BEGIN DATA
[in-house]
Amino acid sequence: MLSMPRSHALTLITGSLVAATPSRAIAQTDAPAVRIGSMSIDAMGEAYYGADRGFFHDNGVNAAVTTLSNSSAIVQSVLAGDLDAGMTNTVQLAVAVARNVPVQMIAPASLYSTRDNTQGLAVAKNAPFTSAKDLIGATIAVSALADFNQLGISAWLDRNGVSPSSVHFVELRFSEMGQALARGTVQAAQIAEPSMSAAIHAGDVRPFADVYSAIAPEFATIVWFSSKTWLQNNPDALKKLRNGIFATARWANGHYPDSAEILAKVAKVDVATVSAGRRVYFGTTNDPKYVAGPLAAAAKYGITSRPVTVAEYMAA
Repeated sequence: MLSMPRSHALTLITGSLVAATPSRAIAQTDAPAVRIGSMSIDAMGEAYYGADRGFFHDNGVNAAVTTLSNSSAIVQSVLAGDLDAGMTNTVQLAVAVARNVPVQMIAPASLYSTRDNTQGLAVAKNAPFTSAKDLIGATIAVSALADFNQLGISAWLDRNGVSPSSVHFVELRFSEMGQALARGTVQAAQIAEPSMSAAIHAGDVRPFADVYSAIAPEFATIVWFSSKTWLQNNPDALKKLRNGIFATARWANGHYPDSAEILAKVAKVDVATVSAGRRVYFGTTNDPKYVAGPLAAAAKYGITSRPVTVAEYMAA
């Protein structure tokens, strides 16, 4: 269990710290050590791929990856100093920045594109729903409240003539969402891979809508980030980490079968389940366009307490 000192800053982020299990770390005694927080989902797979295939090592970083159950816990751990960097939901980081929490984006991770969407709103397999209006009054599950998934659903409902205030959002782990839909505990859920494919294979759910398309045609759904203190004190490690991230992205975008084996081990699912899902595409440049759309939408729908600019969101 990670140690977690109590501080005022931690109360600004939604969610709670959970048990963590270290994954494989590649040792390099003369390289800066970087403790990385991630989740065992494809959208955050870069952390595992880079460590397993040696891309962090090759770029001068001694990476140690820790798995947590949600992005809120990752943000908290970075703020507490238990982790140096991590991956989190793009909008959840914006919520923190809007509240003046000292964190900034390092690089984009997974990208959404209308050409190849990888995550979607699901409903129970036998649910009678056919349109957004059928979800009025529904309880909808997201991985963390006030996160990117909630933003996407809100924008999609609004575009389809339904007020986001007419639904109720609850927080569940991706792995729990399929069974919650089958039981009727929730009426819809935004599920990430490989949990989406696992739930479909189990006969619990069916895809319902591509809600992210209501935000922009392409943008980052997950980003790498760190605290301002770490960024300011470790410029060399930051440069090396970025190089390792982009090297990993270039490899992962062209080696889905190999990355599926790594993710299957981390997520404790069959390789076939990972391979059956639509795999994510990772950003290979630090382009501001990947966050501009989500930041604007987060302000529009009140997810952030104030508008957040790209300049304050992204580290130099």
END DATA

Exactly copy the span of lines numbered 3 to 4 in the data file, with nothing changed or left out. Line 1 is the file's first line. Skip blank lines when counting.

Repeated sequence: MLSMPRSHALTLITGSLVAATPSRAIAQTDAPAVRIGSMSIDAMGEAYYGADRGFFHDNGVNAAVTTLSNSSAIVQSVLAGDLDAGMTNTVQLAVAVARNVPVQMIAPASLYSTRDNTQGLAVAKNAPFTSAKDLIGATIAVSALADFNQLGISAWLDRNGVSPSSVHFVELRFSEMGQALARGTVQAAQIAEPSMSAAIHAGDVRPFADVYSAIAPEFATIVWFSSKTWLQNNPDALKKLRNGIFATARWANGHYPDSAEILAKVAKVDVATVSAGRRVYFGTTNDPKYVAGPLAAAAKYGITSRPVTVAEYMAA
């Protein structure tokens, strides 16, 4: 269990710290050590791929990856100093920045594109729903409240003539969402891979809508980030980490079968389940366009307490 000192800053982020299990770390005694927080989902797979295939090592970083159950816990751990960097939901980081929490984006991770969407709103397999209006009054599950998934659903409902205030959002782990839909505990859920494919294979759910398309045609759904203190004190490690991230992205975008084996081990699912899902595409440049759309939408729908600019969101 990670140690977690109590501080005022931690109360600004939604969610709670959970048990963590270290994954494989590649040792390099003369390289800066970087403790990385991630989740065992494809959208955050870069952390595992880079460590397993040696891309962090090759770029001068001694990476140690820790798995947590949600992005809120990752943000908290970075703020507490238990982790140096991590991956989190793009909008959840914006919520923190809007509240003046000292964190900034390092690089984009997974990208959404209308050409190849990888995550979607699901409903129970036998649910009678056919349109957004059928979800009025529904309880909808997201991985963390006030996160990117909630933003996407809100924008999609609004575009389809339904007020986001007419639904109720609850927080569940991706792995729990399929069974919650089958039981009727929730009426819809935004599920990430490989949990989406696992739930479909189990006969619990069916895809319902591509809600992210209501935000922009392409943008980052997950980003790498760190605290301002770490960024300011470790410029060399930051440069090396970025190089390792982009090297990993270039490899992962062209080696889905190999990355599926790594993710299957981390997520404790069959390789076939990972391979059956639509795999994510990772950003290979630090382009501001990947966050501009989500930041604007987060302000529009009140997810952030104030508008957040790209300049304050992204580290130099």